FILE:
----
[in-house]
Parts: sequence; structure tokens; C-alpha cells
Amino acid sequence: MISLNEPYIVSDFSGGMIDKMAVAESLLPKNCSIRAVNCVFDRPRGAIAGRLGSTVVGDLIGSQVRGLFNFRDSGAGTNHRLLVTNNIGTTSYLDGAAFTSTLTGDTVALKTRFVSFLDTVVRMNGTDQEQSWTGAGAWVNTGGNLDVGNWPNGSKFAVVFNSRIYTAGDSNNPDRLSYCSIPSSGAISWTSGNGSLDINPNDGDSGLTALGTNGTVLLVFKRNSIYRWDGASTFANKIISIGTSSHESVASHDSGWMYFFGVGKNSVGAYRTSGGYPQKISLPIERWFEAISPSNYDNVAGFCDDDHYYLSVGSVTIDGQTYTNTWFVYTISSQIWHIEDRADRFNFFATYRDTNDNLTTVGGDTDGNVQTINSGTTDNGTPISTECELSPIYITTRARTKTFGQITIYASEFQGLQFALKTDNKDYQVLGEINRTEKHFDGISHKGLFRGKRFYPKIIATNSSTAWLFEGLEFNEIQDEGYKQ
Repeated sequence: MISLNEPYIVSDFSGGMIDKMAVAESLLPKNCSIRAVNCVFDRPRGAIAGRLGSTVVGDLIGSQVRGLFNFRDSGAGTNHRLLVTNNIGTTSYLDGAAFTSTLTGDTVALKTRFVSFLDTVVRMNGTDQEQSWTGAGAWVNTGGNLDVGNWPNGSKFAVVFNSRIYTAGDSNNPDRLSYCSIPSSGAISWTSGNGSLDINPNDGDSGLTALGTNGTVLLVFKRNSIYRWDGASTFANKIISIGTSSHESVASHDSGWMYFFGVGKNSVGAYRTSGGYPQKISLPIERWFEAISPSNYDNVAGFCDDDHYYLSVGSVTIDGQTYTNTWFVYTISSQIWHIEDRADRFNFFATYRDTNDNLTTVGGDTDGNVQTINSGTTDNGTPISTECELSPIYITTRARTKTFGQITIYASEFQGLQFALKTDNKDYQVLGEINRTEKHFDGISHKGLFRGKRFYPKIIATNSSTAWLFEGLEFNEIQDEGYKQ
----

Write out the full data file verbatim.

[in-house]
Parts: sequence; structure tokens; C-alpha cells
Amino acid sequence: MISLNEPYIVSDFSGGMIDKMAVAESLLPKNCSIRAVNCVFDRPRGAIAGRLGSTVVGDLIGSQVRGLFNFRDSGAGTNHRLLVTNNIGTTSYLDGAAFTSTLTGDTVALKTRFVSFLDTVVRMNGTDQEQSWTGAGAWVNTGGNLDVGNWPNGSKFAVVFNSRIYTAGDSNNPDRLSYCSIPSSGAISWTSGNGSLDINPNDGDSGLTALGTNGTVLLVFKRNSIYRWDGASTFANKIISIGTSSHESVASHDSGWMYFFGVGKNSVGAYRTSGGYPQKISLPIERWFEAISPSNYDNVAGFCDDDHYYLSVGSVTIDGQTYTNTWFVYTISSQIWHIEDRADRFNFFATYRDTNDNLTTVGGDTDGNVQTINSGTTDNGTPISTECELSPIYITTRARTKTFGQITIYASEFQGLQFALKTDNKDYQVLGEINRTEKHFDGISHKGLFRGKRFYPKIIATNSSTAWLFEGLEFNEIQDEGYKQ
Repeated sequence: MISLNEPYIVSDFSGGMIDKMAVAESLLPKNCSIRAVNCVFDRPRGAIAGRLGSTVVGDLIGSQVRGLFNFRDSGAGTNHRLLVTNNIGTTSYLDGAAFTSTLTGDTVALKTRFVSFLDTVVRMNGTDQEQSWTGAGAWVNTGGNLDVGNWPNGSKFAVVFNSRIYTAGDSNNPDRLSYCSIPSSGAISWTSGNGSLDINPNDGDSGLTALGTNGTVLLVFKRNSIYRWDGASTFANKIISIGTSSHESVASHDSGWMYFFGVGKNSVGAYRTSGGYPQKISLPIERWFEAISPSNYDNVAGFCDDDHYYLSVGSVTIDGQTYTNTWFVYTISSQIWHIEDRADRFNFFATYRDTNDNLTTVGGDTDGNVQTINSGTTDNGTPISTECELSPIYITTRARTKTFGQITIYASEFQGLQFALKTDNKDYQVLGEINRTEKHFDGISHKGLFRGKRFYPKIIATNSSTAWLFEGLEFNEIQDEGYKQ